The seeds of collaboration between Tulane medical and engineering students were planted when Rosinia and Horwitz met years ago, through a mutual acquaintance. Both men felt that there could be more projects that cut across standard medical and engineering lines, and they encouraged their students to undertake joint research. This initial interdisciplinary effort resulted in a paper, published in the American Society of Anesthesiologist Practice Management (ASAPM), which focused on the use of industrial engineering techniques to study key metrics of operating room management.

Horwitz, whose professional background is industrial and mechanical engineering, knows from experience how engineering skills can benefit healthcare settings. Before coming to Tulane University, Horwitz taught industrial and mechanical engineering at Southern Illinois University for twenty-six years, and consulted for hospitals and automotive companies.

“How we think about quality has really changed over the years, and hospitals have started to come on board with ways of thinking developed in industry,” said Horwitz.

“Both the auto industry and the military use statistical techniques to predict when products go out of specification. Using engineering techniques is really about improving the productivity and quality of an organization.”

“The skills and techniques used in industry and manufacturing are well-suited for examining hospital health care,” added Horwitz.

For many, it seems logical that engineering techniques can be used to streamline the construction process for a vehicle, or improve military logistics, but the application of engineering practices to hospital operations can initially seem an unlikely union. Resnick, who will graduate in spring 2015 with a degree in engineering physics, has noticed that the application of engineering skills in a hospital setting can be a foreign concept to some people. When Resnick describes the summer internship project, he is often asked whether he is a pre-med student.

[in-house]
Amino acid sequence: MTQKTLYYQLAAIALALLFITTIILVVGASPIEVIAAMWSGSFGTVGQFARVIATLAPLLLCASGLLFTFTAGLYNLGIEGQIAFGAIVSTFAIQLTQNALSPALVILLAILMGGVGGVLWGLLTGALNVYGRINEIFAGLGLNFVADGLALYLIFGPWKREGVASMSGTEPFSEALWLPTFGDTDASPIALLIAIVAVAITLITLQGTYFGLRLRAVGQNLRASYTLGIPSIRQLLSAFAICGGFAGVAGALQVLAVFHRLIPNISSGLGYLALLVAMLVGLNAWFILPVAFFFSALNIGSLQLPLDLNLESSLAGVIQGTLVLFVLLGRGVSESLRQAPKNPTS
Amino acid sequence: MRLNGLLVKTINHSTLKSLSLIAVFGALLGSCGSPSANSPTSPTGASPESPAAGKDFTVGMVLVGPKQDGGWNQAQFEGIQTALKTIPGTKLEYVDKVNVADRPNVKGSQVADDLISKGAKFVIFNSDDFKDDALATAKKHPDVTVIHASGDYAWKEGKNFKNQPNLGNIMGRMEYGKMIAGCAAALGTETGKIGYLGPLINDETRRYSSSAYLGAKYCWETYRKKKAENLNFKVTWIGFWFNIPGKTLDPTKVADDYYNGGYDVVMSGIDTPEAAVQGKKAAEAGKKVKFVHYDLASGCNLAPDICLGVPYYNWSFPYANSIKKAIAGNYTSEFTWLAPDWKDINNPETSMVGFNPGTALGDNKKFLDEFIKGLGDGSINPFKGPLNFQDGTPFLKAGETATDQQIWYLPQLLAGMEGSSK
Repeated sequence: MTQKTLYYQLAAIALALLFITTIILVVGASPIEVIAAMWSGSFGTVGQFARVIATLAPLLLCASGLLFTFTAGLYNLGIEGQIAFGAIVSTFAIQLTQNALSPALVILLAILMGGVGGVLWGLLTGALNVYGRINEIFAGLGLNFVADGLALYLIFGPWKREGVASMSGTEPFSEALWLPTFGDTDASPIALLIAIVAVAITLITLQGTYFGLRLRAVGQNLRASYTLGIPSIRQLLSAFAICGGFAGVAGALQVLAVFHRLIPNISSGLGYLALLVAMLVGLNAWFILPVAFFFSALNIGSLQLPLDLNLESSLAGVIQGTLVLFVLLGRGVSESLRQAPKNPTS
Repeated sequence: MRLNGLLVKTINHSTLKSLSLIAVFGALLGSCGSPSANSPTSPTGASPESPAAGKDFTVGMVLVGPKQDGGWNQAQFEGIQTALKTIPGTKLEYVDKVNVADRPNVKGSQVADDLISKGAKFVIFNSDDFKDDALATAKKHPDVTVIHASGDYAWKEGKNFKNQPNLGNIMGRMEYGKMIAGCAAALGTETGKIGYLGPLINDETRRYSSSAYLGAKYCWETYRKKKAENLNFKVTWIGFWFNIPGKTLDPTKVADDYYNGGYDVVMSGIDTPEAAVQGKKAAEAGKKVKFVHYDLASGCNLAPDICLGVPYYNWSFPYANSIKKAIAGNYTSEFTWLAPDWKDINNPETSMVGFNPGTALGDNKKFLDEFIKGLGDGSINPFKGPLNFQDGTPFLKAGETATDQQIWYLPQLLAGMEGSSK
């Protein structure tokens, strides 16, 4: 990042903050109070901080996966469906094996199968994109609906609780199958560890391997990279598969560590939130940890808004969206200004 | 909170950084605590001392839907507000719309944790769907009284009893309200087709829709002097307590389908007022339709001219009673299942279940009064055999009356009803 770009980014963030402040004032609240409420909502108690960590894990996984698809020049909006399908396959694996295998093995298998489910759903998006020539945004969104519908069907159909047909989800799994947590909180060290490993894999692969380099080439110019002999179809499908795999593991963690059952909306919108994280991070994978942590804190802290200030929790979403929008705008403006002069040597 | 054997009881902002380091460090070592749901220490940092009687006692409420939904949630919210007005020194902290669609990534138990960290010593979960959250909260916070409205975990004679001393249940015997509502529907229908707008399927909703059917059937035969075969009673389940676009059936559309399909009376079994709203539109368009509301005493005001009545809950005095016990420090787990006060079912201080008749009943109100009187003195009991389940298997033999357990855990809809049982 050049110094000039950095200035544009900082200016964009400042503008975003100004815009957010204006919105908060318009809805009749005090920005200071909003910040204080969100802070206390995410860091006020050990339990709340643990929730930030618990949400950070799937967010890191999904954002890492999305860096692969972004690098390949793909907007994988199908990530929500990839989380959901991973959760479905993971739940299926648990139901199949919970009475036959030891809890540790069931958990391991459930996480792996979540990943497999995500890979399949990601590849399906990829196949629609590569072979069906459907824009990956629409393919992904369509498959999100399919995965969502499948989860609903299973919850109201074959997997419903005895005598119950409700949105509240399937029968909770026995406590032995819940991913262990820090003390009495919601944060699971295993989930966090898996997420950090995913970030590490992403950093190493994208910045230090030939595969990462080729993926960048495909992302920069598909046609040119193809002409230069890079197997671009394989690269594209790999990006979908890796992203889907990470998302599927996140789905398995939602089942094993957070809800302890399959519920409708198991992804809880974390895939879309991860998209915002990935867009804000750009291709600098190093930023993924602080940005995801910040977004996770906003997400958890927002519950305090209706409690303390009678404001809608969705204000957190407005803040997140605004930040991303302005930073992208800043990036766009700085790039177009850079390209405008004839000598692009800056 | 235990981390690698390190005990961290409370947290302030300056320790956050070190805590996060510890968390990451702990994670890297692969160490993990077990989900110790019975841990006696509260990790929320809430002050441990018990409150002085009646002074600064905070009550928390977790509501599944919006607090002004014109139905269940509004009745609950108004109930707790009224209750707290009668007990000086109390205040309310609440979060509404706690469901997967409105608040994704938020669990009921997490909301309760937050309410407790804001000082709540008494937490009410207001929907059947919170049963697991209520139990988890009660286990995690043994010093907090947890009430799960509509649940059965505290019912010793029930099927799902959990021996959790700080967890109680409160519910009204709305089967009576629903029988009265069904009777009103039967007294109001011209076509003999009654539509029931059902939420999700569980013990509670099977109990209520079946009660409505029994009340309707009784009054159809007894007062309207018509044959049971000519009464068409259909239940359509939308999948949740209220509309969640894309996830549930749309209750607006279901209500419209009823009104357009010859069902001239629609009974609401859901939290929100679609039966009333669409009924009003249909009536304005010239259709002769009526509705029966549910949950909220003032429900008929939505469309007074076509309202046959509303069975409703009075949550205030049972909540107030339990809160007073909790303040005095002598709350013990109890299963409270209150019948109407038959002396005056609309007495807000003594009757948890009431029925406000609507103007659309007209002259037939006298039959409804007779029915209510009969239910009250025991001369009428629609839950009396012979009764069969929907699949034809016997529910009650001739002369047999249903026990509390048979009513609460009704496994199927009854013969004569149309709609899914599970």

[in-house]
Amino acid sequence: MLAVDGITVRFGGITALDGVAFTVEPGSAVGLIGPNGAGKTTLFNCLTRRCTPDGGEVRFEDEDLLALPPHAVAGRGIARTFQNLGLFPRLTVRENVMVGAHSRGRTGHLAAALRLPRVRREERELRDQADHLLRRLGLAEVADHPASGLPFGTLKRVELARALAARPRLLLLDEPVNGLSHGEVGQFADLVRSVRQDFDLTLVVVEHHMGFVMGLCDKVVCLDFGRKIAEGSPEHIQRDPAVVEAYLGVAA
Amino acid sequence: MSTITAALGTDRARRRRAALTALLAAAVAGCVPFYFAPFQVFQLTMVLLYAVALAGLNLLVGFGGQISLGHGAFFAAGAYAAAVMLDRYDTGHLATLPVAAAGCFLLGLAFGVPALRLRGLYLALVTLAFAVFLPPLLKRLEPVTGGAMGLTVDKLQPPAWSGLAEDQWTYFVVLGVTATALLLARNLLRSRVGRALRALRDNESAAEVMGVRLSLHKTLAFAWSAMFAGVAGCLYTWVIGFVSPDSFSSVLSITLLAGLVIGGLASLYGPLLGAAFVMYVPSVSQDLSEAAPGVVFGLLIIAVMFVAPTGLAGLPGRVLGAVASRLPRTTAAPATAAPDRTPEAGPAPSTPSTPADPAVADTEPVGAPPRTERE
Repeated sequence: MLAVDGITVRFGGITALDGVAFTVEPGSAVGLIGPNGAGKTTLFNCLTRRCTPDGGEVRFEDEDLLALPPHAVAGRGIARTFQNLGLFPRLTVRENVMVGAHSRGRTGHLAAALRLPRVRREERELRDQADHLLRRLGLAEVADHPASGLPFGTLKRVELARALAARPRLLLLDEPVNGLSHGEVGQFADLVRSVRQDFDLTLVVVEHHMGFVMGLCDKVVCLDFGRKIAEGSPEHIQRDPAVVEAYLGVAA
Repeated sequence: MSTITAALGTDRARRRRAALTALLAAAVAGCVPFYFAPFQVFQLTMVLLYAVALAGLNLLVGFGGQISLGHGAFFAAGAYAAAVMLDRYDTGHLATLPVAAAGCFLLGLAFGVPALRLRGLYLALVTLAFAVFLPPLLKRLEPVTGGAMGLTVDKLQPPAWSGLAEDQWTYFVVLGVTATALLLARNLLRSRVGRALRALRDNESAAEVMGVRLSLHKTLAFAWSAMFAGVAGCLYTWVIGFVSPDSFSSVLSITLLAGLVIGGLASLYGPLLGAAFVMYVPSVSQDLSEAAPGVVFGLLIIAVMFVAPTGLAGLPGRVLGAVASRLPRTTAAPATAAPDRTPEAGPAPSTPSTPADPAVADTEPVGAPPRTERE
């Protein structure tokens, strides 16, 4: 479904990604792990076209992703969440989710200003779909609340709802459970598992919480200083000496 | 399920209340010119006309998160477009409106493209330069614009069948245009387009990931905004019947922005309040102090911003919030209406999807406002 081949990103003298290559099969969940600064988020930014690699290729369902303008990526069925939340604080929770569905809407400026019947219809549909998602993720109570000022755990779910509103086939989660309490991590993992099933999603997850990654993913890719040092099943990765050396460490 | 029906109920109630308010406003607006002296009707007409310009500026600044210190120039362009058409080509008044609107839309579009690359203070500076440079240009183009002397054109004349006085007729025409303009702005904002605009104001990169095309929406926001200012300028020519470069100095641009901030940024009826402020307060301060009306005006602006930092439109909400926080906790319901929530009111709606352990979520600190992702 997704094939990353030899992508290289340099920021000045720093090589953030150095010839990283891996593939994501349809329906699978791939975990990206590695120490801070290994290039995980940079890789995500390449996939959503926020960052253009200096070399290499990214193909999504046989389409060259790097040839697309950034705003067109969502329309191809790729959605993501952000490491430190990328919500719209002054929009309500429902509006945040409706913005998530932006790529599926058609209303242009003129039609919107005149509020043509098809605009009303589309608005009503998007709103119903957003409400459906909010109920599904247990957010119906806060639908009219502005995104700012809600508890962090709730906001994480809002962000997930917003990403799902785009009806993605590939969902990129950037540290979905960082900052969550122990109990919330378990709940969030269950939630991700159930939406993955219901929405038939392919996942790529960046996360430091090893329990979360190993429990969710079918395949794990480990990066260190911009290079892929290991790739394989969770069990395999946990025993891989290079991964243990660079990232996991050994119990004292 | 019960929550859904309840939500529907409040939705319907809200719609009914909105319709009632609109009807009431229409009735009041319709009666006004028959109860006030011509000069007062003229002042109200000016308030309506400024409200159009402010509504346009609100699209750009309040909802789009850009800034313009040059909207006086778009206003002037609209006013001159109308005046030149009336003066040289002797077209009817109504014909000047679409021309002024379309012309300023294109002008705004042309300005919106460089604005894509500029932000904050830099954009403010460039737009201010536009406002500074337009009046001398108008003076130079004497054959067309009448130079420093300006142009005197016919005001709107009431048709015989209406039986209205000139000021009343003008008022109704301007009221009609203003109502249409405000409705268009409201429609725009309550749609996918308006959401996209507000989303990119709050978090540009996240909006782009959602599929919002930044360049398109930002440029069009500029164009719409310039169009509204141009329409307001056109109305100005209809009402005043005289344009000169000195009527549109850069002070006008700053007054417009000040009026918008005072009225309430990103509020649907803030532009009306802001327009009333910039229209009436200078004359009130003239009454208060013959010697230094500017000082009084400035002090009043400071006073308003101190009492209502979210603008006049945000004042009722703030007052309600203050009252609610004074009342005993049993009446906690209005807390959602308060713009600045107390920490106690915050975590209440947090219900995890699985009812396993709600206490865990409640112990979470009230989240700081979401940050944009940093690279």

“I have to explain to them that, no, I am not pre-med,” said Resnick. “I was just doing engineering work at a hospital.”

Horwitz is not surprised by the initial confusion felt by some when hearing of an engineer working at a hospital.

“Doctors often don’t have a sense of what engineers can do,” said Horwitz. “And engineers can feel unwelcome in a hospital.”

There is, however, at least one doctor at the Tulane Medical Center who is quite aware of how an engineering mindset can benefit the medical sector.

“Engineering students are really good at creating improvement,” said Rosinia. “And this kind of collaboration is starting to happen a lot more. For this particular project, we had nurses, doctors, engineering students, professors…all of those components were really necessary to reach this solution.”

For Michaelson and Resnick, the internship opened their eyes to new uses of their engineering skills. Michaelson, who will also graduate this spring, realized that engineering skills enable him to solve problems in unexpected industries.

“I would never have thought that engineering expertise would be useful in a hand hygiene study,” said Michaelson.

Resnick echoed his classmate’s view.

“After this internship, I realized that engineering concepts can be applied to any field,” said Resnick. “And I came to the realization that, after four years of engineering classes, the number one skill I'm leaving with is problem-solving, and that skill is useful in all industries.”